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4G Auction Could Scoop £3bn-4bn say Analysts

23rd August 2012
[caption id="attachment_182" align="aligncenter" width="300"]4G Auction Could Scoop £3bn-4bn say Analysts 4G Auction Could Scoop £3bn-4bn say Analysts[/caption]

Analysts of the Telecom industry predict the upcoming auction of 2.6Ghz and 800Mhz spectrum will make up to £4bn for the UK exchequer, far less than the £22bn that was raised by 200’s 3G auction.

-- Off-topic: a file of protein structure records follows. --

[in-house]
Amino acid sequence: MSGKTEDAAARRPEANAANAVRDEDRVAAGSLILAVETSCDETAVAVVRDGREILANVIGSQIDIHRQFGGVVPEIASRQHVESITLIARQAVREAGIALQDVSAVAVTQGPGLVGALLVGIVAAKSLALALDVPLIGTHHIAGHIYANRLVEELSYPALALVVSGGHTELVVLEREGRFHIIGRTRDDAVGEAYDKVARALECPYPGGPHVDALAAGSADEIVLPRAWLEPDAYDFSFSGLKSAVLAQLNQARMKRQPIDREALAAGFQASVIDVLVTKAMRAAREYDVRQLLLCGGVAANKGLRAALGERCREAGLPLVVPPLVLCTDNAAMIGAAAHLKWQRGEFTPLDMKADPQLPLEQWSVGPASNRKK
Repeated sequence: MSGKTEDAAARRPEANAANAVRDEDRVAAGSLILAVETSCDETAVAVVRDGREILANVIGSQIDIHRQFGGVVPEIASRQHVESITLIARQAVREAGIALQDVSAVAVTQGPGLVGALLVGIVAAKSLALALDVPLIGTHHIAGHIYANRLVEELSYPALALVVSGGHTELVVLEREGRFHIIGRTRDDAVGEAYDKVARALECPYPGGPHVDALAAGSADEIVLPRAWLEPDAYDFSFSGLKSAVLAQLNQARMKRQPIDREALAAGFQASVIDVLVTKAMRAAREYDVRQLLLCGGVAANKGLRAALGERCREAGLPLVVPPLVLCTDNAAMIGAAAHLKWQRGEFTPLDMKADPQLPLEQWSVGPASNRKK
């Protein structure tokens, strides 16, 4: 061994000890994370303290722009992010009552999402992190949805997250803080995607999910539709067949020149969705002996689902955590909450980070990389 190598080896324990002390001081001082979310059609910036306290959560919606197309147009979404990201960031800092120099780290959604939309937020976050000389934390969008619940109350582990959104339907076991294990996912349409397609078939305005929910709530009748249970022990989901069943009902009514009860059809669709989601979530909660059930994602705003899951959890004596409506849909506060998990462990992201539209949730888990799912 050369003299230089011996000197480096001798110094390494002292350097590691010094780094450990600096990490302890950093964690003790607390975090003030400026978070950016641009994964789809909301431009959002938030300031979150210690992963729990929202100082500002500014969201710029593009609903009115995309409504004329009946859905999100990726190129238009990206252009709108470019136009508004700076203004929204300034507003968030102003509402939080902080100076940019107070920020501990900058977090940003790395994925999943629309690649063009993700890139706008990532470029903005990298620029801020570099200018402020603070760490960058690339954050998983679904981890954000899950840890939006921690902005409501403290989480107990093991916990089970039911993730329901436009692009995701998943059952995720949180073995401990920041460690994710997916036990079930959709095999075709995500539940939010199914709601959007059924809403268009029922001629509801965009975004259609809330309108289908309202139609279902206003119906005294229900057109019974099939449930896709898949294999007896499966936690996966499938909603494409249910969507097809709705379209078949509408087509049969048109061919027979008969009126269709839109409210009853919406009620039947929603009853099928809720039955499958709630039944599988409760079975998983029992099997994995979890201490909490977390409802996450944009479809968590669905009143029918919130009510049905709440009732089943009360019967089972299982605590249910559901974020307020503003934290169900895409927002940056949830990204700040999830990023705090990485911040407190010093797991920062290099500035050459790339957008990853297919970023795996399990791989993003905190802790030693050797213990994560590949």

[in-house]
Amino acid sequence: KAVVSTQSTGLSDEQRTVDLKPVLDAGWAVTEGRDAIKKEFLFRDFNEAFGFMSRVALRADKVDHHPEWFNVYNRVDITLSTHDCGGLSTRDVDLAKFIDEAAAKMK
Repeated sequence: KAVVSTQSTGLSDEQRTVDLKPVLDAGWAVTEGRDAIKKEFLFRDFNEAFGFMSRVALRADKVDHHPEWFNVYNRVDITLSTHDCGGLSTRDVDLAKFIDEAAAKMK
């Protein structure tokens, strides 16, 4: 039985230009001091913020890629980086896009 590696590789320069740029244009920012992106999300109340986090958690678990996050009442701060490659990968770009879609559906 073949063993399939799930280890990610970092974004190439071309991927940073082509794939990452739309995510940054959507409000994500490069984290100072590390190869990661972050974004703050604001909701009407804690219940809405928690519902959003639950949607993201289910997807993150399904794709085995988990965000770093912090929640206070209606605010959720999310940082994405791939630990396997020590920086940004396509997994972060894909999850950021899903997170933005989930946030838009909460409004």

The rules for the 4G auction were released by telecoms regulator Ofcom today (24 July 2012).   Director in PwC's Valuations team, Simon Harris, said: ‘The reserve prices implemented will generate at least £1.4bn for the Exchequer from the auction, but we expect demand for this prime real estate of the airwaves to drive prices up to £3bn - £4bn in line with our previous expectations.’ He said operators’ desire for sub-1GHz spectrum would be a ‘key driver’.   Practice Leader, Regulation and Policy, at analyst Ovum, Matthew Howett, commented: ‘Given the insatiable appetite for data from consumers in the UK, we can be quite certain that it will be a hotly contested auction with all players keen to ensure they get adequate spectrum to support further growth in demand.’   Because the UK lags behind Europe when it comes to this new technology, ShaunCollins at industry analysts, CCS insight, said operators had to set aside any concerns and commit to the auction process in order to get 4G delivered to the UK as quickly as possible.   The 4G auction will see 250MHz of spectrum up for grabs – that’s the equivalent of three-quarters of the mobile spectrum being used currently – and 80% greater than that offered in 2000’s 3G auction.   Ed Richards, CEO of Ofcom, said the auction has been designed to ‘deliver the maximum possible benefit to consumers and citizens across the UK’.   He said that the measures Ofcom is introducing would enable UK consumers to browse the web, download email attachments and stream video on mobile devices ‘from almost every home in the UK’. Ofcom has set aside 800MHz spectrum for a fourth contender, in order to ensure a balanced distribution and encourage competition. The fourth operator may be Three UK, or a new contender such as Virgin or BT.   Collins applauded Ofcom for sticking to its guns on the rules for the auction and said that Ofcom’s announcement ‘opens the door for a new entrant to join the existing established players, particularly given the price limits on the lower frequencies, which look modest compared to the price of spectrum elsewhere in Europe’. He said likely bidders could include BSkyB, Virgin Media, Bt and TalkTalk.   He hadn’t that Google couldn’t be ruled out of the competition, although it was unlikely – and that the frontrunner for the fourth spot was likely to be Three along with its parent company Hutchison Whampoa.   Ovum’s Howett also thought a new entrant was unlikely and that Ofcom was effectively reserving the fourth chunk of spectrum for Three.   Ofcom’s Richards told journalists that the request by Everything Everywhere to utilise some of its 1800MHz spectrum for 4G was a separate matter, and that Ofcom would make a decision on this in the next weeks or months, and it could certainly be expected before the end of 2012.   One buyer in the auction will have to offer indoor coverage to 98% of the UK population as part of the requirement of their purchase. Howett said this would see 2Mbps mobile broadband on offer to almost all of the UK population by the end of 2017. He said it would also improve outdoor coverage, but may see some areas only being able to choose from one provider.   PwC’s Potterill said this was an important matter as it is the households in the last few areas that are hard and expensive to reach – they are generally in rural areas, so this would ‘provide a welcome boost to rural broadband’. Collins, however, said the move was bad news for rural areas. ‘There appears to be no mandate for rolling out 4G in rural areas with just one licence having a minimum coverage requirement.’ He said all licences should be obliged to roll out in smaller towns and villages as they have in Germany ‘where the regulator has used 4G as a means of closing the broadband access gap’.
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